Broomcorn, broomsticks, turkey wing whisk brooms, hearth brooms, kitchen brooms, angel whisk brooms, broomstick cake and more all in a new book by basket maker, gourd artist and broom maker Karen Hobbs. “Swept Away, the Vanishing Art of Broom Making” is scheduled to be released this December (2017). Read more
One of the things I love about blogging is talking to basket weavers and sharing those conversations with you. A few weeks back I had a chance to talk to Pam Feix; as with many of my basket friends, I don’t get to see her as often as I would like – so it was wonderful to talk to her and to hear her infectious giggle, unfortunately the telephone can’t convey her hugs!
In 1994, Pam retired from Preble County (Ohio) Department of Human Services and began her basket journey – and it’s all Dan’s fault. Dan, Pam’s husband, purchased antiques and restored them so the two of them would go ‘antique picking’. Pam would often find baskets. On one of their excursions Pam found a basket that reminded her of her Great Grandmother; she purchased it and told Dan she wanted to learn how to make a basket. Read more
Today I am writing about the three types of dyes that work on reed and wood: direct, reactive and natural. Part I and II provided background for dyeing. If you haven’t read them you may find it helpful to start there. Dyeing Reed -Part I and Dyeing Reed Part II
And things change – while I was writing about types of dyes I realized that I should talk more about colorfastness and using mordants, fixatives and surfactants before I talk about dye.
I don’t claim to be an expert on dyeing, however over the years I have dyed a lot of stuff (basket related and not), I have used a lot of different dyes – natural, all purpose, direct and reactive, I have dyed natural (protein and cellulose) materials and synthetics, trial and error (failure and success) have been good teachers and I have also done a lot of research. Dyeing is a science; so while there are different ways to dye reed, understanding the science of dyeing will help you have better results.
Whether you use an all purpose dye, direct dye, reactive dye or even a natural dye, I hope you find this article helpful.
I love talking to Pat Vogler, she is always busy doing something. Tending a huge garden and canning the produce, growing and drying herbs, making soap and tending to her chickens. When I first met Pat, she also had goats: Nubians for milking, Angoras for the fiber and African Boars for meat. Today, there are no goats in the pasture, Pat and her husband John, are a little busy with their business, Bittersweet Baskets and Homestead Handles. As their website says it is ‘more than a basket shop.
Shortly before the holidays, I was having a brown day – literally – I was dying pounds and pounds of reed dark brown. My phone rang, so I whipped off my dying gloves hoping to catch the caller before the answering machine. I was rewarded with Beth Hester’s sweet Kentucky voice. We had been trying to set up a time for us to talk, but her emails just kept bouncing back. So she called and my brown day was brightened with a pleasant conversation. Let me share a little about Beth and a few snippets from our conversation.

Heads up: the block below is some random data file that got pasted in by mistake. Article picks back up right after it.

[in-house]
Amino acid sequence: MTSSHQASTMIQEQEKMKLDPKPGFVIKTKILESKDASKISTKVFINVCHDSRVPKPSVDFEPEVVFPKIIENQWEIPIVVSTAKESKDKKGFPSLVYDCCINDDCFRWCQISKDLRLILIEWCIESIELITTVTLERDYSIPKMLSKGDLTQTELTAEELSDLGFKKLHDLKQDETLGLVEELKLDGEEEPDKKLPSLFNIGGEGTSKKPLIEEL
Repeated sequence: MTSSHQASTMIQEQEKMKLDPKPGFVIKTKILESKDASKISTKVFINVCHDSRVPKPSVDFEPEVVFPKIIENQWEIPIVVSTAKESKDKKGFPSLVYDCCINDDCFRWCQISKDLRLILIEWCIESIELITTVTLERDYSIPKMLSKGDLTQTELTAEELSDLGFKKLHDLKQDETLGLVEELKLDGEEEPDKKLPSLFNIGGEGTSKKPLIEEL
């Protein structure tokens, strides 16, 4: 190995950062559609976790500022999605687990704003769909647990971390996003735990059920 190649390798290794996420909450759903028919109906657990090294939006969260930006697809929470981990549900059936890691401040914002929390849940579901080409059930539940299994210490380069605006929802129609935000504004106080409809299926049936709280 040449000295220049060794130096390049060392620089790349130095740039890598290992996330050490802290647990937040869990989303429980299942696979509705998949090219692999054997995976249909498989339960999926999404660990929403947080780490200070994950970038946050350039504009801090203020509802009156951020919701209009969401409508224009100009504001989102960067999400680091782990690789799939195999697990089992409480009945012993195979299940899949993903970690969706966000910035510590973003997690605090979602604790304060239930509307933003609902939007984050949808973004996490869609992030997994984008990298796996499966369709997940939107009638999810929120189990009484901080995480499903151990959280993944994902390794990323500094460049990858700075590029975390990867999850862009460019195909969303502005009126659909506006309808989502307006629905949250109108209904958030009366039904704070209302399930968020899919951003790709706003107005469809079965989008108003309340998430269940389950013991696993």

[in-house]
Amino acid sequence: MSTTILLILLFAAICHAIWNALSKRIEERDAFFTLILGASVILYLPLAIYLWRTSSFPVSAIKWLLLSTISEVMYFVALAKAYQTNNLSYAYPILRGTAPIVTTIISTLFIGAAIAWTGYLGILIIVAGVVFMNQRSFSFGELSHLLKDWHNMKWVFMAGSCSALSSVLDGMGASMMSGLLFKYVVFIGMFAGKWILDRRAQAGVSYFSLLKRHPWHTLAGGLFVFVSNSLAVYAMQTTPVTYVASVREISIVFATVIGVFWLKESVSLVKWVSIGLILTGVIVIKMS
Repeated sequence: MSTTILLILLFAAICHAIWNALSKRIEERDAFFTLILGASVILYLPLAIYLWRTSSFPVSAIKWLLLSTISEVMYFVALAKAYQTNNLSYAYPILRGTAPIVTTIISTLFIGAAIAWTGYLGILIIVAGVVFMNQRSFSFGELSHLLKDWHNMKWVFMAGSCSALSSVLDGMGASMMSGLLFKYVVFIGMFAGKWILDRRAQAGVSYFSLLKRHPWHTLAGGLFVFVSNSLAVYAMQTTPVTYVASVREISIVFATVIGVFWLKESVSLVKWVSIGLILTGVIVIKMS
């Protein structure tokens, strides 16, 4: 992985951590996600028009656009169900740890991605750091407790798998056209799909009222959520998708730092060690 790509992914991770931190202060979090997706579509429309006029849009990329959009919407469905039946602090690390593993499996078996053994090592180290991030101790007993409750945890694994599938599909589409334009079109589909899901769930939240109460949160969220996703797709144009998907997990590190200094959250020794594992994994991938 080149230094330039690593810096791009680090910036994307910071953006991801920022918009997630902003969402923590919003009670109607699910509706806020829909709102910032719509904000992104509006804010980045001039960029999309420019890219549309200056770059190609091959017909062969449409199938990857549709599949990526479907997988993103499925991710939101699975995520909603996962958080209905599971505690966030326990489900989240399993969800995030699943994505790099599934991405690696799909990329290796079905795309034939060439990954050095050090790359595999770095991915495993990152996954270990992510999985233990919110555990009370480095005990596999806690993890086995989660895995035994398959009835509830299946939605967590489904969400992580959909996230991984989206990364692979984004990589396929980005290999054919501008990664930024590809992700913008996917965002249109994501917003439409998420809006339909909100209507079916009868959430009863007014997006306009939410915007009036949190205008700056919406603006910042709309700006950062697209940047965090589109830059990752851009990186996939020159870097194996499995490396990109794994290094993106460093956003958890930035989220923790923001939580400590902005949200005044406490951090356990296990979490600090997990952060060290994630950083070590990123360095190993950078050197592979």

I had the delightful opportunity to interview Pati English, an accomplished basket maker, instructor and studio artist. She is also the author of the new book, “Award-Winning Basket Designs, Techniques and Patterns for All Levels”. While Pati, a former Elementary School Librarian, had always wanted to write a book, books don’t just happen overnight; there’s always a story. Pati’s story begins twenty-nine years ago, when her friend Desi called and asked if she wanted to ‘go make a basket tonight’. Pati’s children were toddlers and a creative evening with adults sounded fun; little did she know that saying ‘yes’ would change her life. Read more
I am so excited that Angie Longenecker Wagner from The Country Seat, Inc. agreed to let me interview her. This family business in Kempton, Pennsylvania was established in 1975 by Angie’s mother, Donna Longenecker, as a seat weaving company. It quickly became a supply store for seat weavers and basket weavers. Read more
Here it is the first week of December with a dusting of snow on the ground … a good time to talk about Christmas baskets and ornaments. I’ll share my favorites and you share yours. All I need is the name of the basket or ornament and the designer; however if you have a picture and a link would be wonderful and I’ll be happy to publish them as well. Read more
East Troy Basketry Company is owned and operated by Jim and Eileen Mirsberger. It all started in 2000, when Eileen, a full-time nurse in a local hospital, was invited to a basket weaving retreat. You know how it is, one basket and you are hooked. Eileen was delighted to find a basket shop nearby, she needed to buy basket materials and when she found out the basket shop was for sale, she bought that too! Read more
Actually Dijon Mustard and Dark Brown. Today I am dyeing reed, earthy colors for my basket “Montana“, which I am teaching in October at the Association of Michigan Basket Weavers 2015 convention “Autumn Weavings”.